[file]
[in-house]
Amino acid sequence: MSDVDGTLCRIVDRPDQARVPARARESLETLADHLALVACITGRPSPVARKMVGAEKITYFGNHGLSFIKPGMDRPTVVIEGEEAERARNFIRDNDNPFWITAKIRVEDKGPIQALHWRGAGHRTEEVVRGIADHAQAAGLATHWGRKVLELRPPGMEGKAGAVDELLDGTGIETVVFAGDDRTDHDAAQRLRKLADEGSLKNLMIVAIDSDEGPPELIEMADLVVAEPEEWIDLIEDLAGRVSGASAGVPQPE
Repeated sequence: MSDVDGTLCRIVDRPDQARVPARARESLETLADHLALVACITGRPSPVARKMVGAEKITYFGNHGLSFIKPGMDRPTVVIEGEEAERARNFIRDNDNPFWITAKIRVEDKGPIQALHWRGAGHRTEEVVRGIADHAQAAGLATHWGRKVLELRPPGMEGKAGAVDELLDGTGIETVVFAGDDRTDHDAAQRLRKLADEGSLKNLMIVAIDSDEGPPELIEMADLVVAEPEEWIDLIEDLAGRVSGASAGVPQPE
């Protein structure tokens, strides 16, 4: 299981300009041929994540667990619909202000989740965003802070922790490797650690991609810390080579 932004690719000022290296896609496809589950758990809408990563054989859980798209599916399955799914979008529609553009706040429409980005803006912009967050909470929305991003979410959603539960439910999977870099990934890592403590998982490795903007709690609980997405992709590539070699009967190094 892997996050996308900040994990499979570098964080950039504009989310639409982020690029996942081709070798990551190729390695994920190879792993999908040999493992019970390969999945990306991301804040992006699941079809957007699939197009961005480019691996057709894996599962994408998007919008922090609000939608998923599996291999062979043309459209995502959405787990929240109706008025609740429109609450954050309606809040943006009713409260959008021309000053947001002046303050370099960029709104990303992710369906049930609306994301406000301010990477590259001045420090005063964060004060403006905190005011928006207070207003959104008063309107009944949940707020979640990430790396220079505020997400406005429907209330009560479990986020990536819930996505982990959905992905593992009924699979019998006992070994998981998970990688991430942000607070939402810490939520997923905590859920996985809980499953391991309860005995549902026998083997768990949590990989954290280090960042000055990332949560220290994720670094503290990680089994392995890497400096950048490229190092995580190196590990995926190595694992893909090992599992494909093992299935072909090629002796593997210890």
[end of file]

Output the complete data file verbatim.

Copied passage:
[in-house]
Amino acid sequence: MSDVDGTLCRIVDRPDQARVPARARESLETLADHLALVACITGRPSPVARKMVGAEKITYFGNHGLSFIKPGMDRPTVVIEGEEAERARNFIRDNDNPFWITAKIRVEDKGPIQALHWRGAGHRTEEVVRGIADHAQAAGLATHWGRKVLELRPPGMEGKAGAVDELLDGTGIETVVFAGDDRTDHDAAQRLRKLADEGSLKNLMIVAIDSDEGPPELIEMADLVVAEPEEWIDLIEDLAGRVSGASAGVPQPE
Repeated sequence: MSDVDGTLCRIVDRPDQARVPARARESLETLADHLALVACITGRPSPVARKMVGAEKITYFGNHGLSFIKPGMDRPTVVIEGEEAERARNFIRDNDNPFWITAKIRVEDKGPIQALHWRGAGHRTEEVVRGIADHAQAAGLATHWGRKVLELRPPGMEGKAGAVDELLDGTGIETVVFAGDDRTDHDAAQRLRKLADEGSLKNLMIVAIDSDEGPPELIEMADLVVAEPEEWIDLIEDLAGRVSGASAGVPQPE
């Protein structure tokens, strides 16, 4: 299981300009041929994540667990619909202000989740965003802070922790490797650690991609810390080579 932004690719000022290296896609496809589950758990809408990563054989859980798209599916399955799914979008529609553009706040429409980005803006912009967050909470929305991003979410959603539960439910999977870099990934890592403590998982490795903007709690609980997405992709590539070699009967190094 892997996050996308900040994990499979570098964080950039504009989310639409982020690029996942081709070798990551190729390695994920190879792993999908040999493992019970390969999945990306991301804040992006699941079809957007699939197009961005480019691996057709894996599962994408998007919008922090609000939608998923599996291999062979043309459209995502959405787990929240109706008025609740429109609450954050309606809040943006009713409260959008021309000053947001002046303050370099960029709104990303992710369906049930609306994301406000301010990477590259001045420090005063964060004060403006905190005011928006207070207003959104008063309107009944949940707020979640990430790396220079505020997400406005429907209330009560479990986020990536819930996505982990959905992905593992009924699979019998006992070994998981998970990688991430942000607070939402810490939520997923905590859920996985809980499953391991309860005995549902026998083997768990949590990989954290280090960042000055990332949560220290994720670094503290990680089994392995890497400096950048490229190092995580190196590990995926190595694992893909090992599992494909093992299935072909090629002796593997210890």